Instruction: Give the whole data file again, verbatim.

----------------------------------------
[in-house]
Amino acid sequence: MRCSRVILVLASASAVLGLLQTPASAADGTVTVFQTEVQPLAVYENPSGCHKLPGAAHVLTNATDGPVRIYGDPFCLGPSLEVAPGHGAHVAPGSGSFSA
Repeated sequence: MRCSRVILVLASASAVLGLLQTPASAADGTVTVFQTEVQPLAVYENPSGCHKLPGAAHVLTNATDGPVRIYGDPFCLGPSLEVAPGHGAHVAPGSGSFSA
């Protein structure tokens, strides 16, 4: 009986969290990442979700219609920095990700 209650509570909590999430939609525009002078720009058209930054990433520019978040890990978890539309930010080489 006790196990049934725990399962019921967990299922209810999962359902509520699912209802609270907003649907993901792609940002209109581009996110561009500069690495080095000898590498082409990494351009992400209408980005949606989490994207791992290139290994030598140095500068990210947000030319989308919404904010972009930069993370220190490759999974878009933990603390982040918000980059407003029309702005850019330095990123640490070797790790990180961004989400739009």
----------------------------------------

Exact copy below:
[in-house]
Amino acid sequence: MRCSRVILVLASASAVLGLLQTPASAADGTVTVFQTEVQPLAVYENPSGCHKLPGAAHVLTNATDGPVRIYGDPFCLGPSLEVAPGHGAHVAPGSGSFSA
Repeated sequence: MRCSRVILVLASASAVLGLLQTPASAADGTVTVFQTEVQPLAVYENPSGCHKLPGAAHVLTNATDGPVRIYGDPFCLGPSLEVAPGHGAHVAPGSGSFSA
């Protein structure tokens, strides 16, 4: 009986969290990442979700219609920095990700 209650509570909590999430939609525009002078720009058209930054990433520019978040890990978890539309930010080489 006790196990049934725990399962019921967990299922209810999962359902509520699912209802609270907003649907993901792609940002209109581009996110561009500069690495080095000898590498082409990494351009992400209408980005949606989490994207791992290139290994030598140095500068990210947000030319989308919404904010972009930069993370220190490759999974878009933990603390982040918000980059407003029309702005850019330095990123640490070797790790990180961004989400739009």